The founder of the Center for American Progress (CAP), John Podesta, is joining the Obama inner circle in an effort to save his second term. This development led to a somewhat unflattering profile in the NY Times yesterday. The group’s ostensible mission is to be a liberal political lobby and think-tank. But it accepts major donations from the wealthiest and most powerful corporations in America. In return, it lobbies Congress and the administration on their behalf. It would be one thing if the issues it lobbied for were an organic part of the liberal agenda. But if they did this, they wouldn’t get any of that big money. That means they trim their sails and adopt a corporatist agenda. So, the Times notes that Podesta:
…Will…arrive at the White House after having run an organization that has taken millions of dollars in corporate donations in recent years and has its own team of lobbyists who have pushed an agenda that sometimes echoes the interests of these corporate supporters.
The Times points out that a big gift from defense contractor Northrop Grumman propelled CAP to lobby against defense budget reductions.
It would be one thing if CAP was only a lobbying group. Then you could understand such self-interested activity. But it prides itself on being a liberal interest group taking progressive positions on major national issues. That gives it cachet in the left policy wonk community, some of the circles most supportive of Obama administration initiatives. But you can’t have it both ways. If you try you’ll end up being bad at both.
CAP’s president carries out Podesta’s corporatist agenda. She defends its good name and principles:
Neera Tanden, the president of the Center for American Progress, said in an interview that the group frequently takes positions that conflict with the corporate agendas of its donors…
“This is an institution that tries to find the right answers,” said Ms. Tanden, who reports to Mr. Podesta, the board chairman. “It does not answer to the agenda of any individual supporters or corporations.”
Ken Silverstein notes Tanden has far broader concerns than only doing the right thing:
Raising money had always been important…but Tanden ratcheted up the efforts to openly court donors, which has impacted CAP’s work. Staffers were very clearly instructed to check with the think tank’s development team before writing anything that might upset contributors, I was told.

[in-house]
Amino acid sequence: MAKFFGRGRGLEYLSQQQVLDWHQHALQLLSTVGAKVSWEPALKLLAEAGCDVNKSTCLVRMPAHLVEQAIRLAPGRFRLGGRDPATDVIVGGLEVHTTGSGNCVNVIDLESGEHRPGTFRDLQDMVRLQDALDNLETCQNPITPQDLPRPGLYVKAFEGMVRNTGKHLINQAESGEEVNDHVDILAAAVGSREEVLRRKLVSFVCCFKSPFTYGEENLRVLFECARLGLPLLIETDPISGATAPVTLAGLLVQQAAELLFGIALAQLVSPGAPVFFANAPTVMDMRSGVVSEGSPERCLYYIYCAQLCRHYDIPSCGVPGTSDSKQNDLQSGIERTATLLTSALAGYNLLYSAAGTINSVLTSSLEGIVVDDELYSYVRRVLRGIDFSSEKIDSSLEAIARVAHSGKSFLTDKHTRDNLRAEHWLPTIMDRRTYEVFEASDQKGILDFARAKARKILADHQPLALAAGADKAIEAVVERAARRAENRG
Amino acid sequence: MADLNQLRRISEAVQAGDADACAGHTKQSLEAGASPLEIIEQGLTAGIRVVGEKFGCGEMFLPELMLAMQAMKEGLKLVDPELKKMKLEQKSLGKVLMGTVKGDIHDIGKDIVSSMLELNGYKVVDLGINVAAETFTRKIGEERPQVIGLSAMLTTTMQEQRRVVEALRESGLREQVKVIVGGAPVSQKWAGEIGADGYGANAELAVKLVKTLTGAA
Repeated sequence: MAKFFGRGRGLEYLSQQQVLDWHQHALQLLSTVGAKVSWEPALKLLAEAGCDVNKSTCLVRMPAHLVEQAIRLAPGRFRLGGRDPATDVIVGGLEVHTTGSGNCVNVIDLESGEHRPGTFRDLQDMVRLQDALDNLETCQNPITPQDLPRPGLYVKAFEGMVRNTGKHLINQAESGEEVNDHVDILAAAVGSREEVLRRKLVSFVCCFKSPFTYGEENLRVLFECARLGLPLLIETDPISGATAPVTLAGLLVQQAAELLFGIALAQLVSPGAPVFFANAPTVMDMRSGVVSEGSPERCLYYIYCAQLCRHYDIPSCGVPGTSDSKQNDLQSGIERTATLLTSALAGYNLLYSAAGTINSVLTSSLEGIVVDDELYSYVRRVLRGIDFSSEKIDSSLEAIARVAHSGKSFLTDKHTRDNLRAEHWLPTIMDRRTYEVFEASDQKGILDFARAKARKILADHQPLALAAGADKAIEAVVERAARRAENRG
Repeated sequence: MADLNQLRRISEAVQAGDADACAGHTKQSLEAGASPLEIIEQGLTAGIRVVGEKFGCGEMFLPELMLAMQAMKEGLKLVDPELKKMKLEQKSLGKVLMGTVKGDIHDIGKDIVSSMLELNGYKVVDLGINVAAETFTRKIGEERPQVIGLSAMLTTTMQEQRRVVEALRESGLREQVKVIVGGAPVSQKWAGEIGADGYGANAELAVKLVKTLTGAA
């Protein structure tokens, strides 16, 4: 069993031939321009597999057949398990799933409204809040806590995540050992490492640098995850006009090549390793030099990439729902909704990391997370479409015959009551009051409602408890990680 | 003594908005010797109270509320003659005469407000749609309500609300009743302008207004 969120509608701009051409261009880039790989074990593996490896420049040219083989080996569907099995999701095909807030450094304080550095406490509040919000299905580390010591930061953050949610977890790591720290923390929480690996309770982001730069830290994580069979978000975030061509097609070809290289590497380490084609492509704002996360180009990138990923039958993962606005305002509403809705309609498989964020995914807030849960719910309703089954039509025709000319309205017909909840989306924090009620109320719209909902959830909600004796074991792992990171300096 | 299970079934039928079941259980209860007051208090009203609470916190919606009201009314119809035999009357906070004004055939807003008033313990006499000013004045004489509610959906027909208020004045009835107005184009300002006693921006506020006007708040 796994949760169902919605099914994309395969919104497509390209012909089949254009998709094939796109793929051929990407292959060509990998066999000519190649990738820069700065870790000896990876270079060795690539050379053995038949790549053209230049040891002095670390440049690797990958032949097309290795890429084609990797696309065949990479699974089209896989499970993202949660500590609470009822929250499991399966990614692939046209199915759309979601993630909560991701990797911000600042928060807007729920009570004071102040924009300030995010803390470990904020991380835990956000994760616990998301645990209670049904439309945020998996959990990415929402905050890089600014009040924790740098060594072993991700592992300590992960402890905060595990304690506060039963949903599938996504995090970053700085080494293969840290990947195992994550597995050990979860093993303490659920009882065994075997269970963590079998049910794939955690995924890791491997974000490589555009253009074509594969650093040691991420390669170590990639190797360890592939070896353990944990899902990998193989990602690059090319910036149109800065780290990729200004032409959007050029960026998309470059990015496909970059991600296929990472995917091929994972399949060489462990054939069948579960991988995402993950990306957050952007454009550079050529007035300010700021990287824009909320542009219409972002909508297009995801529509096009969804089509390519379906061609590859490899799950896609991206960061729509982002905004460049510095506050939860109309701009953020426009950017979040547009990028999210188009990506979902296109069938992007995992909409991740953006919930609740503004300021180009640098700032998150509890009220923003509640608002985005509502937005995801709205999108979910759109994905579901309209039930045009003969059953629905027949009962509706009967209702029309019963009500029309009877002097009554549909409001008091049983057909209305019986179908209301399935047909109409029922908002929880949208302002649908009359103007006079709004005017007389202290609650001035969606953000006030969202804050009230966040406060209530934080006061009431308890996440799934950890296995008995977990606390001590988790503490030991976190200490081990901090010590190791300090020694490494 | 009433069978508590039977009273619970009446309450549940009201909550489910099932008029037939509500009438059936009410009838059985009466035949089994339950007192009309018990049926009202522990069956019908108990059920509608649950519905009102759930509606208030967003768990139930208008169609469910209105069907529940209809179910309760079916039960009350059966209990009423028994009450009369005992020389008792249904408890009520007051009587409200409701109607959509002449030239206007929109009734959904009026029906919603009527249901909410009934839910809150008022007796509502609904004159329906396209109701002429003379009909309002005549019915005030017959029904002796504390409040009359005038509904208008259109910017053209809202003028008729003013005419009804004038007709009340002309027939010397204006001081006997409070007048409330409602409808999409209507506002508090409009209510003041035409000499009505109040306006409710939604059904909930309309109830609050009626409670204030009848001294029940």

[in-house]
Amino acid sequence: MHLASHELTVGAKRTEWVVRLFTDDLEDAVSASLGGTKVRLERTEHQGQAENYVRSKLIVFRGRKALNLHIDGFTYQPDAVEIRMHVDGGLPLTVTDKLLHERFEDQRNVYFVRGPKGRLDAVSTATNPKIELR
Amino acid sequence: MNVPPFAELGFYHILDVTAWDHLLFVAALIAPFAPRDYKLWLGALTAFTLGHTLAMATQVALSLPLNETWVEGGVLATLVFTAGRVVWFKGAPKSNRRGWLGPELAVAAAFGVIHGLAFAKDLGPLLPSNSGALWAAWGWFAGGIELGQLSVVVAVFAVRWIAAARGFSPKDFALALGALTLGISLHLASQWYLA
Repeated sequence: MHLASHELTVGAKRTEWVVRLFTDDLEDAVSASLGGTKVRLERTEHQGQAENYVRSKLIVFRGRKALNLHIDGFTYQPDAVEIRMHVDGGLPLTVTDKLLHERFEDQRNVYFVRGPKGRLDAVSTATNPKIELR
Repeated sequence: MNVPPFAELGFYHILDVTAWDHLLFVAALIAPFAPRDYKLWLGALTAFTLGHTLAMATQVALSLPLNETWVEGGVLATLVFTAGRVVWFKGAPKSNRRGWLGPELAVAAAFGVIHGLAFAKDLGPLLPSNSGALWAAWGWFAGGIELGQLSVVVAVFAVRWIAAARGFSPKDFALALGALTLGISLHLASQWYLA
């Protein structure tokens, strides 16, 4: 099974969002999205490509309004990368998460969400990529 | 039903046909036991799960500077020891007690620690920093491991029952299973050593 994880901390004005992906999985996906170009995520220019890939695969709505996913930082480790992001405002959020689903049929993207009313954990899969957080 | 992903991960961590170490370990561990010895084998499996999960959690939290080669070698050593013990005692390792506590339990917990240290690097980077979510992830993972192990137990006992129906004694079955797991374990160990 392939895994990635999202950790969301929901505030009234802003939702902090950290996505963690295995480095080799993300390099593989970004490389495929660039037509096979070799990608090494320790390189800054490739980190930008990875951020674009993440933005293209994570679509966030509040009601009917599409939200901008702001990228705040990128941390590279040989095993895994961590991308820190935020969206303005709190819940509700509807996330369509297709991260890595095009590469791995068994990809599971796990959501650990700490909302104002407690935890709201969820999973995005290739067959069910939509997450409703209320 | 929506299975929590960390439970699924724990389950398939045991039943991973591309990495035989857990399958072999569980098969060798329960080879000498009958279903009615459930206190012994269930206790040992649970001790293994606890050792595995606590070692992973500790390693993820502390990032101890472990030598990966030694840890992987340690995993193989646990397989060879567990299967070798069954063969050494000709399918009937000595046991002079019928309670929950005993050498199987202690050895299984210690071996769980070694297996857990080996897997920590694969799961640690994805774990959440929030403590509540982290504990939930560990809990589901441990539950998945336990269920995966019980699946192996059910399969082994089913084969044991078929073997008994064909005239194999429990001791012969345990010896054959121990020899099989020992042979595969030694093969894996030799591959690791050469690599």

CAP also defends itself by claiming less than 10% of its funding is corporate money. But this does not include funding from corporate foundations, which include millions more.
Ironically, Podesta was a registered lobbyist till 2005. Since he no longer is, he doesn’t have any conditions preventing him from joining the administration or limitations governing his actions. This despite the fact that CAP itself is a major lobbying venture.
CAP also has a political shop, including an online website, Think Progress (TP), which publishes news and analysis on progressive issues. Though the Times profile did not mention this, TP is an integral part of CAP’s claim to fame as a liberal powerhouse. TP offers wonky, sometimes cutting edge coverage of major news and policy issues. Think of it as a liberal-Democrat version of Huffington Post (without the sex videos!).
Two years ago, several TP contributing writers got themselves embroiled in controversy over comments they made about the Israeli-Palestinian conflict. The Jewish neocon right, in the person of Josh Block, Alan Dershowitz and others began a massive smear campaign (here’s a typical example) against contributors like Ali Gharib, Eli Clifton, Ziad Jilani, Matt Duss and Ben Armbruster, who were the major forces behind TP’s Middle East coverage. Word came down via Tanden that there would no longer be free rein in reporting on the I-P conflict. Stories would be vetted both by editors and others within the organization. Certain topics were off-limits altogether. In fact, some of their reporting was censored by management. This editorial hand-holding was supposed to be a temporary situation until the storm blew over.